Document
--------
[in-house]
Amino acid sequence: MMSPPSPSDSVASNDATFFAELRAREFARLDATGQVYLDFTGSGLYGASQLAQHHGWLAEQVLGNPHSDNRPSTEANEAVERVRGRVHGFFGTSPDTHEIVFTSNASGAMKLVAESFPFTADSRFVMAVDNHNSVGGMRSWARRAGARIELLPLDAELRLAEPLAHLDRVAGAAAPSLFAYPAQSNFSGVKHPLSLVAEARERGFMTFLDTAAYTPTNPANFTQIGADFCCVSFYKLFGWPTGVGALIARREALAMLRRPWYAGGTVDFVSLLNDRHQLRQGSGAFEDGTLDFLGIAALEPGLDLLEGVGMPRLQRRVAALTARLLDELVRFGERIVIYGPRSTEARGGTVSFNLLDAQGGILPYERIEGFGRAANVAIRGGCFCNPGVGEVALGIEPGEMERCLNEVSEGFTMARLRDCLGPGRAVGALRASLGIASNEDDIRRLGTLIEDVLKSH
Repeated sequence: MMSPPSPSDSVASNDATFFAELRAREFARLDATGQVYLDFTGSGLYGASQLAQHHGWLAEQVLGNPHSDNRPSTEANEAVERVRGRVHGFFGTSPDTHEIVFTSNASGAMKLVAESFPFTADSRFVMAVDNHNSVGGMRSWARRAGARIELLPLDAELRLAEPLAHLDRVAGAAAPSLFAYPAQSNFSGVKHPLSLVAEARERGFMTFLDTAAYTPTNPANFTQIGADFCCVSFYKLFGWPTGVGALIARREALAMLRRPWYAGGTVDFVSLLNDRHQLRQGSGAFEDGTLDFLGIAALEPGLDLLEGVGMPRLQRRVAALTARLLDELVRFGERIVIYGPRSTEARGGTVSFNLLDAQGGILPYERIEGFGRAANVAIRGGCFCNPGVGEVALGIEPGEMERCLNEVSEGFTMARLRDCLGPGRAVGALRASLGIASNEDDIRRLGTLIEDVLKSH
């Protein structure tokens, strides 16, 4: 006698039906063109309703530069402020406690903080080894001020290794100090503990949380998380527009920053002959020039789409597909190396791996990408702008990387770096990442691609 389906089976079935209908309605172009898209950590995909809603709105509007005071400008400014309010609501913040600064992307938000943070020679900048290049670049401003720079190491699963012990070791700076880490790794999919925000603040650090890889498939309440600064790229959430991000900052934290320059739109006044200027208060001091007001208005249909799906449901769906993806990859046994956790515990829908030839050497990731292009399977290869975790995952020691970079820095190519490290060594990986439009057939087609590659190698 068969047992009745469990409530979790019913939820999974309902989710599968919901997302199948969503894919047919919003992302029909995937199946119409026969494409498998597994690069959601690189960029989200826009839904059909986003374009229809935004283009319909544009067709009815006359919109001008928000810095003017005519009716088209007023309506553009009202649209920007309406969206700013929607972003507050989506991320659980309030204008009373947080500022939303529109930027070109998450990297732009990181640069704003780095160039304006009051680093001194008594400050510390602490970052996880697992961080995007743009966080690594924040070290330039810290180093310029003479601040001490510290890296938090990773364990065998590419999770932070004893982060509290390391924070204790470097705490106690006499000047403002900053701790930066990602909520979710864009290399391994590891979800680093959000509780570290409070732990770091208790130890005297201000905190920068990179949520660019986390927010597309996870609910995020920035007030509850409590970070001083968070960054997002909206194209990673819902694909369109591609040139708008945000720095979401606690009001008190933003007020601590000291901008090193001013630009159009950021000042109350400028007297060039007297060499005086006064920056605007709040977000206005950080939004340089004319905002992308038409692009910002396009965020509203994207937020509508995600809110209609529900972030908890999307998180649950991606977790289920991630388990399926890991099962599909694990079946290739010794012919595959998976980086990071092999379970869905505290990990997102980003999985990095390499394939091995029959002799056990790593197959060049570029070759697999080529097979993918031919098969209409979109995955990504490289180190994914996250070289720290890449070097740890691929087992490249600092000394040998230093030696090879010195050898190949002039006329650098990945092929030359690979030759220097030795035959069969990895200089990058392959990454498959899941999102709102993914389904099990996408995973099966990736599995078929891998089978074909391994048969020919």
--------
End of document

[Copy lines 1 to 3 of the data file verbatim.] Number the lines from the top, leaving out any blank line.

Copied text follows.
[in-house]
Amino acid sequence: MMSPPSPSDSVASNDATFFAELRAREFARLDATGQVYLDFTGSGLYGASQLAQHHGWLAEQVLGNPHSDNRPSTEANEAVERVRGRVHGFFGTSPDTHEIVFTSNASGAMKLVAESFPFTADSRFVMAVDNHNSVGGMRSWARRAGARIELLPLDAELRLAEPLAHLDRVAGAAAPSLFAYPAQSNFSGVKHPLSLVAEARERGFMTFLDTAAYTPTNPANFTQIGADFCCVSFYKLFGWPTGVGALIARREALAMLRRPWYAGGTVDFVSLLNDRHQLRQGSGAFEDGTLDFLGIAALEPGLDLLEGVGMPRLQRRVAALTARLLDELVRFGERIVIYGPRSTEARGGTVSFNLLDAQGGILPYERIEGFGRAANVAIRGGCFCNPGVGEVALGIEPGEMERCLNEVSEGFTMARLRDCLGPGRAVGALRASLGIASNEDDIRRLGTLIEDVLKSH
Repeated sequence: MMSPPSPSDSVASNDATFFAELRAREFARLDATGQVYLDFTGSGLYGASQLAQHHGWLAEQVLGNPHSDNRPSTEANEAVERVRGRVHGFFGTSPDTHEIVFTSNASGAMKLVAESFPFTADSRFVMAVDNHNSVGGMRSWARRAGARIELLPLDAELRLAEPLAHLDRVAGAAAPSLFAYPAQSNFSGVKHPLSLVAEARERGFMTFLDTAAYTPTNPANFTQIGADFCCVSFYKLFGWPTGVGALIARREALAMLRRPWYAGGTVDFVSLLNDRHQLRQGSGAFEDGTLDFLGIAALEPGLDLLEGVGMPRLQRRVAALTARLLDELVRFGERIVIYGPRSTEARGGTVSFNLLDAQGGILPYERIEGFGRAANVAIRGGCFCNPGVGEVALGIEPGEMERCLNEVSEGFTMARLRDCLGPGRAVGALRASLGIASNEDDIRRLGTLIEDVLKSH